Here’s What’s Going to Happen in 2021

After a year where every day felt like Groundhog day – same sh*t, different day (SSDD) – I’m hoping that 2021 will be different – different sh*t, every day (DSED).

I’m not complaining, but 2020 was pretty awful. Some loved it – more time at home with family – but many hated it – more time at home with no family.

Anyways, we’re in 2021. What’s going to happen this year?

For the first week of the year, I’ve tried to capture views and news from around the world on what will happen economically, technologically and financially. I used to give my views but, in more recent years, feel it’s better to aggregate and integrate. So, here we go.

Where better to start than with the global economy and, to look at the economy, where better to start than with The Economist.

The Economist see ten key trends in 2021:

1 Fights over vaccines. As the first vaccines become available in quantity, the focus will shift from the heroic effort of developing them to the equally daunting task of distributing them. Vaccine diplomacy will accompany fights within and between countries over who should get them and when. A wild card: how many people will refuse a vaccine when offered? See article

2 A mixed economic recovery. As economies bounce back from the pandemic the recovery will be patchy, as local outbreaks and clampdowns come and go—and governments pivot from keeping companies on life-support to helping workers who have lost their jobs. The gap between strong and weak firms will widen. See article

3 Patching up the new world disorder. How much will Joe Biden, newly installed in the White House, be able to patch up a crumbling rules-based international order? The Paris climate treaty and the Iran nuclear deal are obvious places to start. But the crumbling predates Donald Trump, and will outlast his presidency. See article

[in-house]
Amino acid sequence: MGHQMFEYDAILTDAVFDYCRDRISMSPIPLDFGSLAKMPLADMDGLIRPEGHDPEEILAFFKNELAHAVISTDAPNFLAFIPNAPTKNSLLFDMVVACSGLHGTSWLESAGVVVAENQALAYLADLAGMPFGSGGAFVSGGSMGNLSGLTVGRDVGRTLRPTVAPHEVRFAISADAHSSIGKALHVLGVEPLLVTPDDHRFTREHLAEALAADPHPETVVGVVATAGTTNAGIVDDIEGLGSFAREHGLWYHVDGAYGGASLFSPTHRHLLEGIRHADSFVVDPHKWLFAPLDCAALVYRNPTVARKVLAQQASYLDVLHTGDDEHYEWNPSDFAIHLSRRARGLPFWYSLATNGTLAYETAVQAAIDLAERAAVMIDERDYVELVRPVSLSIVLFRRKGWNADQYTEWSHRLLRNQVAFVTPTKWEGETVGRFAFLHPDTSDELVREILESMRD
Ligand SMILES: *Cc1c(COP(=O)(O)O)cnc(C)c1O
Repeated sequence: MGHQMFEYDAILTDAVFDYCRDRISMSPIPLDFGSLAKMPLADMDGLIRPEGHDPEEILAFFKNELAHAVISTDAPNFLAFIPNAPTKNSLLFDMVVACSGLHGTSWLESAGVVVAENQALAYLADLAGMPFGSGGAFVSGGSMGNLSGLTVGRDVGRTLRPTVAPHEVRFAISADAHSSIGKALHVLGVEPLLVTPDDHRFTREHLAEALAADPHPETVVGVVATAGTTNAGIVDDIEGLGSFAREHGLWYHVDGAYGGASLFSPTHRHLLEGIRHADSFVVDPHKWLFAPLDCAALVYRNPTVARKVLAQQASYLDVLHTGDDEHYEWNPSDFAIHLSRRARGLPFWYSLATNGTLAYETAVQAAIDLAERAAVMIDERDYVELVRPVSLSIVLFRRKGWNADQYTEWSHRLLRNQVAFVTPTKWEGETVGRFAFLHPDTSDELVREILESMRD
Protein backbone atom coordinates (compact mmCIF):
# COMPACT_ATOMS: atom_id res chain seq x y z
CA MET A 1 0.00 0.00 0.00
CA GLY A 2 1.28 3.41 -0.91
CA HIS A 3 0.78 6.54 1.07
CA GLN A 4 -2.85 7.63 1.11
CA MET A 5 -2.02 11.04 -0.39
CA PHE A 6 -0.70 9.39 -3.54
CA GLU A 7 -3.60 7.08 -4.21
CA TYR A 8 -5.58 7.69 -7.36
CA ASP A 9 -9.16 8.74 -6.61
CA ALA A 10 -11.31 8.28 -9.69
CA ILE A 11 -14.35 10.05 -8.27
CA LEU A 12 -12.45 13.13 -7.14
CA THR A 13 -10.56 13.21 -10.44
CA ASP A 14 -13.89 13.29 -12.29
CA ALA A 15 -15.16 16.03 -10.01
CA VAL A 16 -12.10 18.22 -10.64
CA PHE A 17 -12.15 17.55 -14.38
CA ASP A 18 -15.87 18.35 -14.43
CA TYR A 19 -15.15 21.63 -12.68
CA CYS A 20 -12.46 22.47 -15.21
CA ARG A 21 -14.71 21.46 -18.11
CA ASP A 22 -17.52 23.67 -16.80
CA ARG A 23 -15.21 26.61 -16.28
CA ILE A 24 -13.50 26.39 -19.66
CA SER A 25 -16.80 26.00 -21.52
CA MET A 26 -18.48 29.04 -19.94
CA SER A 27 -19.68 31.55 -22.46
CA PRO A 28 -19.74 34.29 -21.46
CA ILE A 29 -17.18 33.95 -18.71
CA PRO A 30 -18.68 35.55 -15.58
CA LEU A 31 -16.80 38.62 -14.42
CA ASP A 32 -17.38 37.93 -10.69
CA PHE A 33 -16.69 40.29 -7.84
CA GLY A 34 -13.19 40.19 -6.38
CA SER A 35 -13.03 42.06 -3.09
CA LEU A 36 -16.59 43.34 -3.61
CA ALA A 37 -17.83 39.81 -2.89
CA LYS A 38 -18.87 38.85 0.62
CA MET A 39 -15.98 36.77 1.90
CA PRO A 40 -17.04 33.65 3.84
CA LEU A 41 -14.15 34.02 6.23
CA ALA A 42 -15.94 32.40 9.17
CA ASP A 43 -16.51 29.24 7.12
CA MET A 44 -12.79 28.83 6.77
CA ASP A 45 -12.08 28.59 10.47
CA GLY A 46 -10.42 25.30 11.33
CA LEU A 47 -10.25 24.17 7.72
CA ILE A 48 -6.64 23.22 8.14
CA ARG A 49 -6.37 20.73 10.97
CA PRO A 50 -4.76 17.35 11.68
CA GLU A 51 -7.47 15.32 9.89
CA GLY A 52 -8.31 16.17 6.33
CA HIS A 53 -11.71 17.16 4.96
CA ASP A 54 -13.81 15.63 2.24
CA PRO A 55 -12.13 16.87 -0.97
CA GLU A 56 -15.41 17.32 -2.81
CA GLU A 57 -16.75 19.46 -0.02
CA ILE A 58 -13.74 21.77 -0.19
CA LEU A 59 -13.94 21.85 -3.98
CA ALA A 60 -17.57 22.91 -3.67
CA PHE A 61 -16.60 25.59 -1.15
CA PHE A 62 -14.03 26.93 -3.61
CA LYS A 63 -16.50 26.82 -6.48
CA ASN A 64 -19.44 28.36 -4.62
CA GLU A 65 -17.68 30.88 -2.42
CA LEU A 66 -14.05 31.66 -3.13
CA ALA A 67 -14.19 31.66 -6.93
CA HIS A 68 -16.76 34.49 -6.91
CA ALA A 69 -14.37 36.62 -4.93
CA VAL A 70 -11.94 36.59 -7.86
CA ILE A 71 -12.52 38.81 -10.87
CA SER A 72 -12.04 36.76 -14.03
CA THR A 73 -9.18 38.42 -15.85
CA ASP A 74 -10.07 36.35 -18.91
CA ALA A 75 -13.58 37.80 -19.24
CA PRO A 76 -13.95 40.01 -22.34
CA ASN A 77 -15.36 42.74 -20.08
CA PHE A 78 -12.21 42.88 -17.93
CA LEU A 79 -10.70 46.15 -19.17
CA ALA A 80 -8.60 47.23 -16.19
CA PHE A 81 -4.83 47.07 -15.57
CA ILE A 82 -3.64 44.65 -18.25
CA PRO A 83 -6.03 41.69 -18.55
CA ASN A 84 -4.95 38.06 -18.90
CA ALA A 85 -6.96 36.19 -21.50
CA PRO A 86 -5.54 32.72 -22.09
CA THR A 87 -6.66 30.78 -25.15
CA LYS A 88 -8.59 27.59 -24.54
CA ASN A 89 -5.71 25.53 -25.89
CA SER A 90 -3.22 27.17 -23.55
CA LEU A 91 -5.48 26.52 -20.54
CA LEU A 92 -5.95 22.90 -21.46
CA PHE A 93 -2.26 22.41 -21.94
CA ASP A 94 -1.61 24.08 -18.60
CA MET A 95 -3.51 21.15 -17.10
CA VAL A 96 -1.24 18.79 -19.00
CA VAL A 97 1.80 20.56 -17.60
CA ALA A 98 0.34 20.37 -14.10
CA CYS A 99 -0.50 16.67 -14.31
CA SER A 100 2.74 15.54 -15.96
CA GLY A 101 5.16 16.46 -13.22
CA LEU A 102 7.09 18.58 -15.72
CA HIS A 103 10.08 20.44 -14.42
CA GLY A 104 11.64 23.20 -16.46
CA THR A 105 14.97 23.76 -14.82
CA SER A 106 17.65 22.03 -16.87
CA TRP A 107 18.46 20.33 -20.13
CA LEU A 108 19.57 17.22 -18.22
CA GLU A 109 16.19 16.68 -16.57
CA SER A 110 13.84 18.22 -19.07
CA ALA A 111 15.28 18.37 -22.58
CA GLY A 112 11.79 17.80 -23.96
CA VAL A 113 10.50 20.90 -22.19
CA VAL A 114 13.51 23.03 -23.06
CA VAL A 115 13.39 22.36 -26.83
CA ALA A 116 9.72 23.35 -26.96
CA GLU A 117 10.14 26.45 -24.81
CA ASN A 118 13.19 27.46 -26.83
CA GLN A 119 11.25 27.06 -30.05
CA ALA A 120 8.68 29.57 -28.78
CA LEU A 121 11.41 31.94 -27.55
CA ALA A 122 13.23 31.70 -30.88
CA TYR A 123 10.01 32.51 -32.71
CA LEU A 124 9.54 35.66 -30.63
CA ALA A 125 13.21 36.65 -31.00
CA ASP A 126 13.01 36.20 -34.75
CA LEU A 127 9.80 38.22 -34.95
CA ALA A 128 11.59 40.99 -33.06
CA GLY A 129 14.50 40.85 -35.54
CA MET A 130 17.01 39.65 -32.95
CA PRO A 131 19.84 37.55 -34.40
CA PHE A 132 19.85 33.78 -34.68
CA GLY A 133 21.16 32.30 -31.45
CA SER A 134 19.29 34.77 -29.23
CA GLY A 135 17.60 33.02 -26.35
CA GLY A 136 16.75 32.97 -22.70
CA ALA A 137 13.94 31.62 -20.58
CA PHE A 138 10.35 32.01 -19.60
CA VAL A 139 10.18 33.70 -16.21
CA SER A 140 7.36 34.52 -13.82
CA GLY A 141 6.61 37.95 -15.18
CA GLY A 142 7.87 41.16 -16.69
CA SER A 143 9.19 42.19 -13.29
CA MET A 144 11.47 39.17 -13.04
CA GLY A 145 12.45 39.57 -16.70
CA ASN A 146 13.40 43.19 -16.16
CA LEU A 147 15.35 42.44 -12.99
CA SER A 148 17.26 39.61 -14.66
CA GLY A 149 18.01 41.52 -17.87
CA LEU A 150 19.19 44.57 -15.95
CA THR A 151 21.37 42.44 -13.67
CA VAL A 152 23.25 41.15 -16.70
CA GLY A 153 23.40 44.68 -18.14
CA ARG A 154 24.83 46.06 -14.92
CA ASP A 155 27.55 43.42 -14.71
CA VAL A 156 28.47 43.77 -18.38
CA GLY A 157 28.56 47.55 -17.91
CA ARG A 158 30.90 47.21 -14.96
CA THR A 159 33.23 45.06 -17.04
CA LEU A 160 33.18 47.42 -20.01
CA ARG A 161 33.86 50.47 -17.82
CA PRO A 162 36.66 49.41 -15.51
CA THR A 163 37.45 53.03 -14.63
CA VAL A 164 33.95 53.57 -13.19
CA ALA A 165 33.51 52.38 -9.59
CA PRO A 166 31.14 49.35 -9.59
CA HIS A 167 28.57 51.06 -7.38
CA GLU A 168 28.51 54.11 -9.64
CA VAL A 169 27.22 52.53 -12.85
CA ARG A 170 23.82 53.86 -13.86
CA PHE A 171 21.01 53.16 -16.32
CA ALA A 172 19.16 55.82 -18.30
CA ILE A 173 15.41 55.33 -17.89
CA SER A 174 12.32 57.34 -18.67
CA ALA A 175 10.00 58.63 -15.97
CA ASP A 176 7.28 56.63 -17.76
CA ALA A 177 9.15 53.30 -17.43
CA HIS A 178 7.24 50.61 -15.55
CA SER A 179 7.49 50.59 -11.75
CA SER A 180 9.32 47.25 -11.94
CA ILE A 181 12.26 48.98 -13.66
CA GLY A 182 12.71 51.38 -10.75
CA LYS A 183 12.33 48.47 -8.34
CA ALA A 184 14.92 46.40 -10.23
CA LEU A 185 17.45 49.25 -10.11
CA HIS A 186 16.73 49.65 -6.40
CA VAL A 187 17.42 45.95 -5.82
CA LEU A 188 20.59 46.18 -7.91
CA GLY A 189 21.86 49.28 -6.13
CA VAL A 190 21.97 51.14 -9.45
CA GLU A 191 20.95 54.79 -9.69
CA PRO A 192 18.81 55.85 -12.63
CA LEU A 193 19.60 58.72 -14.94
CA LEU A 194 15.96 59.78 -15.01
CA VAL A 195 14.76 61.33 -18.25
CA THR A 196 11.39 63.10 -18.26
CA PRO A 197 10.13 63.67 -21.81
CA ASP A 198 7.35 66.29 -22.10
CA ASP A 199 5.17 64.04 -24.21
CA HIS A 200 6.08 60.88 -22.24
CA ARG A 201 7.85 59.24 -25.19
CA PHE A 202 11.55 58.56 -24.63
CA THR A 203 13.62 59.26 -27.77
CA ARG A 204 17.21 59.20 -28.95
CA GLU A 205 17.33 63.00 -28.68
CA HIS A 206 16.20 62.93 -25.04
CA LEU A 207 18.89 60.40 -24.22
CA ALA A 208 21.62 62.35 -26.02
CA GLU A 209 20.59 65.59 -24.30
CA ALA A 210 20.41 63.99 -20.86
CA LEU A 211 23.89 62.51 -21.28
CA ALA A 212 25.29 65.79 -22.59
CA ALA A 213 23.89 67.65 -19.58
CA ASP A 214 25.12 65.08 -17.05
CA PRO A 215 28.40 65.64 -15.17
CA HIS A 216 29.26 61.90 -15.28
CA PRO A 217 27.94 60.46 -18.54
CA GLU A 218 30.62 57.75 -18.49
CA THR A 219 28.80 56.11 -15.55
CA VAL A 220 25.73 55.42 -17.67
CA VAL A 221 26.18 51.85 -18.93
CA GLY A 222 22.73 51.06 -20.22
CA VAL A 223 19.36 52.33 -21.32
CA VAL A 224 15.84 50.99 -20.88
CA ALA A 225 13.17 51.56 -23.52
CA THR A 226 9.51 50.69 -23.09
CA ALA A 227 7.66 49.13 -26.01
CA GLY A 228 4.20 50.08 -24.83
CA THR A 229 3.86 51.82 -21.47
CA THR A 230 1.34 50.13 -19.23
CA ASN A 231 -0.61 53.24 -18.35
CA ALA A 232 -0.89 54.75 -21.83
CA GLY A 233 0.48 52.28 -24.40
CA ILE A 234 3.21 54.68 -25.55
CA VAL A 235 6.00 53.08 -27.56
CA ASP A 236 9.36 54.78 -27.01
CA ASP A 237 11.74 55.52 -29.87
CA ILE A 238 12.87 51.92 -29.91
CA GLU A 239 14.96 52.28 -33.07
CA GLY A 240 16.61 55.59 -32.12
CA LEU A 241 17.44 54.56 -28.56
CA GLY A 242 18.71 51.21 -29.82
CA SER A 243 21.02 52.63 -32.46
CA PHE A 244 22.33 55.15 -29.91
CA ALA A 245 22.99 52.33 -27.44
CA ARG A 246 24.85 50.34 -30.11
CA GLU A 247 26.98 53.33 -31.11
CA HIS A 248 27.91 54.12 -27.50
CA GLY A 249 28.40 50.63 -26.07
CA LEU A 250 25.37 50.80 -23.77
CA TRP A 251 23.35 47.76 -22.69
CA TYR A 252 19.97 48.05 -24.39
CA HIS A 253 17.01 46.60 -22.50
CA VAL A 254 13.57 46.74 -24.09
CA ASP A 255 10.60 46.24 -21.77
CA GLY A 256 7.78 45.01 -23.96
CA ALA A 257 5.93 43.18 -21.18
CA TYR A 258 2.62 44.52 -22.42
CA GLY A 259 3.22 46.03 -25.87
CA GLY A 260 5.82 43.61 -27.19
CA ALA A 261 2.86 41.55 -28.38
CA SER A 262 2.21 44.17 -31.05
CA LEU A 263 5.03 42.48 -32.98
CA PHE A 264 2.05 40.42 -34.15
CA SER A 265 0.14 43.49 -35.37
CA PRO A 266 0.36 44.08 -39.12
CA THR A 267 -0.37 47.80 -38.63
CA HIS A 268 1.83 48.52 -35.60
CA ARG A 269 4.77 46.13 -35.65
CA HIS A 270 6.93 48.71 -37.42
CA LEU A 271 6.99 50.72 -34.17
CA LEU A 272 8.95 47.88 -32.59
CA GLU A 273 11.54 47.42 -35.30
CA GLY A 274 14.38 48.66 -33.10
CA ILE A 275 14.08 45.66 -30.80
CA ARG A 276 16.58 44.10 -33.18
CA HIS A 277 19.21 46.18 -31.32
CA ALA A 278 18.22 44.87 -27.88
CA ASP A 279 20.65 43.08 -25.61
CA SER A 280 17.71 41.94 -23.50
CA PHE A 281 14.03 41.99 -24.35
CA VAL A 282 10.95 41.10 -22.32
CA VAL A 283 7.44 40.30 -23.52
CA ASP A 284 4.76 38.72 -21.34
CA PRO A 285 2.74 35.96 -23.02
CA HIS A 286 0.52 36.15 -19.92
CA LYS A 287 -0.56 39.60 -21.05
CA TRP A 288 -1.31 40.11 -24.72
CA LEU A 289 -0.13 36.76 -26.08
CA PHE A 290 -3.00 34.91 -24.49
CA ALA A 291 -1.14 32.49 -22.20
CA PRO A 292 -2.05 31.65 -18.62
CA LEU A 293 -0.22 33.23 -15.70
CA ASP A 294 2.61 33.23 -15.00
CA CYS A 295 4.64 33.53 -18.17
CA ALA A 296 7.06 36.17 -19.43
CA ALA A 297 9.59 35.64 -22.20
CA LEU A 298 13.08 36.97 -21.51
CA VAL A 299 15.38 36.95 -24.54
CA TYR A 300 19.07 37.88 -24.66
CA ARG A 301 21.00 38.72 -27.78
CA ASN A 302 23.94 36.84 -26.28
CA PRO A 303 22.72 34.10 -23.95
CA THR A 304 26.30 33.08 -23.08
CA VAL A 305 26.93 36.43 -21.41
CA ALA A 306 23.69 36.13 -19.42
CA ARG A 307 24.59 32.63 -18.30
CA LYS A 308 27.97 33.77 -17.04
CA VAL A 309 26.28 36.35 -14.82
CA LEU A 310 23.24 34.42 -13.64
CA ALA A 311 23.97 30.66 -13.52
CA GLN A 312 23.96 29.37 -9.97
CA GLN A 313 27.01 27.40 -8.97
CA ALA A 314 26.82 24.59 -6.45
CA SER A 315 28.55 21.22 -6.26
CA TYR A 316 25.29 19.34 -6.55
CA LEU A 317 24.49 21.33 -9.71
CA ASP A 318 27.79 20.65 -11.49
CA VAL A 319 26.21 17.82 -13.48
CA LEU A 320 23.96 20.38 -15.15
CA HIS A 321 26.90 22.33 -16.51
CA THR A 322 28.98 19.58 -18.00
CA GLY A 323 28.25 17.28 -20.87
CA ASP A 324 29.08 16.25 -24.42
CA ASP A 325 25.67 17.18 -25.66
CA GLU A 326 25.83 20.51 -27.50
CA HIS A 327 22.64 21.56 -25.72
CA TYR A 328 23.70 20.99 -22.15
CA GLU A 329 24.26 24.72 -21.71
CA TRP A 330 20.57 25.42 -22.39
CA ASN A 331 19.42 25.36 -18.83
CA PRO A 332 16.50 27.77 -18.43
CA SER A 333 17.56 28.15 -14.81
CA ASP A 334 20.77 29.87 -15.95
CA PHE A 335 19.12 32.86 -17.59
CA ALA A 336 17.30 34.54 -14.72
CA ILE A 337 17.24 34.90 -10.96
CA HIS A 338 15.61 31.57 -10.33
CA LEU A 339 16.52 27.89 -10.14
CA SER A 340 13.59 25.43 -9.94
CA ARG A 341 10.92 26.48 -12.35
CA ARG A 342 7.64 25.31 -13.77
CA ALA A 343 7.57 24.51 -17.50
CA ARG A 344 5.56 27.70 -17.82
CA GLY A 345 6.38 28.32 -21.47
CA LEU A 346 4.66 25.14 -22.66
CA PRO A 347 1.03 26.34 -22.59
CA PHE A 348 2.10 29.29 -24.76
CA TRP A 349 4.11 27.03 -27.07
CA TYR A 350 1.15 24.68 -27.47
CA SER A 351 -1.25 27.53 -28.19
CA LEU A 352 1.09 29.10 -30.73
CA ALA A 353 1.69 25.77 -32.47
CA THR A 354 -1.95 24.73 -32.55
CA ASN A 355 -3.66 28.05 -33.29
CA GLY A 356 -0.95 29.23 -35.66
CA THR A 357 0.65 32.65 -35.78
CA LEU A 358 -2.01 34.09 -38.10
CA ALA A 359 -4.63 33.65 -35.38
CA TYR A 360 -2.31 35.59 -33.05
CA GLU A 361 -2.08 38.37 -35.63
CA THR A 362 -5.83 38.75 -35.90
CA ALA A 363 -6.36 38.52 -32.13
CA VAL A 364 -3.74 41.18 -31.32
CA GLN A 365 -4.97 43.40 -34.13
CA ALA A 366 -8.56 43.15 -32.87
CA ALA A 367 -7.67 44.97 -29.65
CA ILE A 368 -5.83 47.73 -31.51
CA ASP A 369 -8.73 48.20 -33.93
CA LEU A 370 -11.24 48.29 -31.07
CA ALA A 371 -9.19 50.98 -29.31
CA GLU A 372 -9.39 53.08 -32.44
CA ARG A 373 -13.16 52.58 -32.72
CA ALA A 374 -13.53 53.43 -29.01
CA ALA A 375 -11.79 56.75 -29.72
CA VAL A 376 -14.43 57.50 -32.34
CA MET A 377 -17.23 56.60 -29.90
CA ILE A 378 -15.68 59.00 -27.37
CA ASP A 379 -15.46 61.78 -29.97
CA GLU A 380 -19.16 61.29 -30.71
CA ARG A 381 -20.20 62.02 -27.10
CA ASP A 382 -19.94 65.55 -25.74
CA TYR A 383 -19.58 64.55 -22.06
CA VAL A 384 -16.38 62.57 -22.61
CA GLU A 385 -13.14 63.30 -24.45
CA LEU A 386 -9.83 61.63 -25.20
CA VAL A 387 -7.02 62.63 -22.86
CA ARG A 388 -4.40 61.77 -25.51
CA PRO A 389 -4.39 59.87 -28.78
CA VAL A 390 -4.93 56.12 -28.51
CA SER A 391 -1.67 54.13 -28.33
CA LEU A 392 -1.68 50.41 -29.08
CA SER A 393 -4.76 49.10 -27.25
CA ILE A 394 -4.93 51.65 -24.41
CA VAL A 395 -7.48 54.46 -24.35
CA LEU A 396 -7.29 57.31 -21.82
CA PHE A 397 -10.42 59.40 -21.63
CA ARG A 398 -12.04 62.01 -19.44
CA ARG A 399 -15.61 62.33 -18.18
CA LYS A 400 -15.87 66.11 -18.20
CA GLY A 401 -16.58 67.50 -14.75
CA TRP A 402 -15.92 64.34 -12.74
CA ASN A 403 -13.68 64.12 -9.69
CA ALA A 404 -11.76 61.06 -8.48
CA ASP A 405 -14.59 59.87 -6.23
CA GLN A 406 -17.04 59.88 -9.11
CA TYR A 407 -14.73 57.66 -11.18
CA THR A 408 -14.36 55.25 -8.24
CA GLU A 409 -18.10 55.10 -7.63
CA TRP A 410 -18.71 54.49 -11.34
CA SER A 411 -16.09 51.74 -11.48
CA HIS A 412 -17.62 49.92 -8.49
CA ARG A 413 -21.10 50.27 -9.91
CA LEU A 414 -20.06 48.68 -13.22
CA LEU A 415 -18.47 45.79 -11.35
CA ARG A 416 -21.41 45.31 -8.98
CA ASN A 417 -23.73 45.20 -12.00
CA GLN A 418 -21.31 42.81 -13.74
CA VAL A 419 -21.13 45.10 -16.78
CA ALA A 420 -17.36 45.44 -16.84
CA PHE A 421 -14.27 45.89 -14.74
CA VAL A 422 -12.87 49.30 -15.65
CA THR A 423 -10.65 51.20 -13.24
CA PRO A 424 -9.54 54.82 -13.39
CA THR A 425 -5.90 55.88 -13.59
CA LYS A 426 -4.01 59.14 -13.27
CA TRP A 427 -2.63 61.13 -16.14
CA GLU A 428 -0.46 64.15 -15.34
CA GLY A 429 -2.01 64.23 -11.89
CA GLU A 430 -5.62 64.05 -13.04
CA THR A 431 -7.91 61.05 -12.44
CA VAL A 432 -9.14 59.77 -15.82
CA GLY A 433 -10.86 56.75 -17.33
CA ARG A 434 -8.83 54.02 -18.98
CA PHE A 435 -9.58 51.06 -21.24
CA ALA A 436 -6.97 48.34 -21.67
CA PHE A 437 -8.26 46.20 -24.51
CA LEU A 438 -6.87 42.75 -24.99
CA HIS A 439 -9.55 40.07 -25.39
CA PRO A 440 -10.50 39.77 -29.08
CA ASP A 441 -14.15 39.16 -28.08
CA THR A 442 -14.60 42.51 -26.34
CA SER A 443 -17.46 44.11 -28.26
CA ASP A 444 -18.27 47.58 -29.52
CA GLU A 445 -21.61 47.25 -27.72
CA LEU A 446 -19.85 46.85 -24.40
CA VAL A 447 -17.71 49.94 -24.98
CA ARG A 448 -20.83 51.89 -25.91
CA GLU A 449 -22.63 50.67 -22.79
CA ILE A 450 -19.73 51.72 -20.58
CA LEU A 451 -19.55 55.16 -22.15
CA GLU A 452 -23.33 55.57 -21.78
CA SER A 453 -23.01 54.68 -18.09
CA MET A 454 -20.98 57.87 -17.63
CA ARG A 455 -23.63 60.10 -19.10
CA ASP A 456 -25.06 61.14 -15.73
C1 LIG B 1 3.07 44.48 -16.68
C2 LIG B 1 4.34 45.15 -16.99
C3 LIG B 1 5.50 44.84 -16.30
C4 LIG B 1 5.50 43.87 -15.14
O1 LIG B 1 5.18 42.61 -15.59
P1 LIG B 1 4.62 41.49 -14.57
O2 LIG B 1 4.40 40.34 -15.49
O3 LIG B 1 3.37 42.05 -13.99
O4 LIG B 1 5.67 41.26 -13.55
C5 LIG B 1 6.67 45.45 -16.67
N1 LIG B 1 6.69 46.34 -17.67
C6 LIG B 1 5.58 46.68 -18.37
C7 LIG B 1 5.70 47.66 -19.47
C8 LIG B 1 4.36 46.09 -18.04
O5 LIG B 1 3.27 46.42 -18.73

4 More US-China tensions. Don’t expect Mr Biden to call off the trade war with China. Instead, he will want to mend relationships with allies to wage it more effectively. Many countries from Africa to South-East Asia are doing their best to avoiding picking sides as the tension rises. See article

5 Companies on the front line. Another front for the US-China conflict is companies, and not just the obvious examples of Huawei and TikTok, as business becomes even more of a geopolitical battlefield. As well as pressure from above, bosses also face pressure from below, as employees and customers demand that they take stands on climate change and social justice, where politicians have done too little. See article

6 After the tech-celeration. In 2020 the pandemic accelerated the adoption of many technological behaviours, from video-conferencing and online shopping to remote working and distance learning. In 2021 the extent to which these changes will stick, or snap back, will become clearer. See article

7 A less footloose world. Tourism will shrink and change shape, with more emphasis on domestic travel. Airlines, hotel chains and aircraft manufacturers will struggle, as will universities that rely heavily on foreign students. Cultural exchange will suffer, too. See article

8 An opportunity on climate change. One silver lining amid the crisis is the chance to take action on climate change, as governments invest in green recovery plans to create jobs and cut emissions. How ambitious will countries’ reduction pledges be at the UN climate conference, delayed from 2020? See article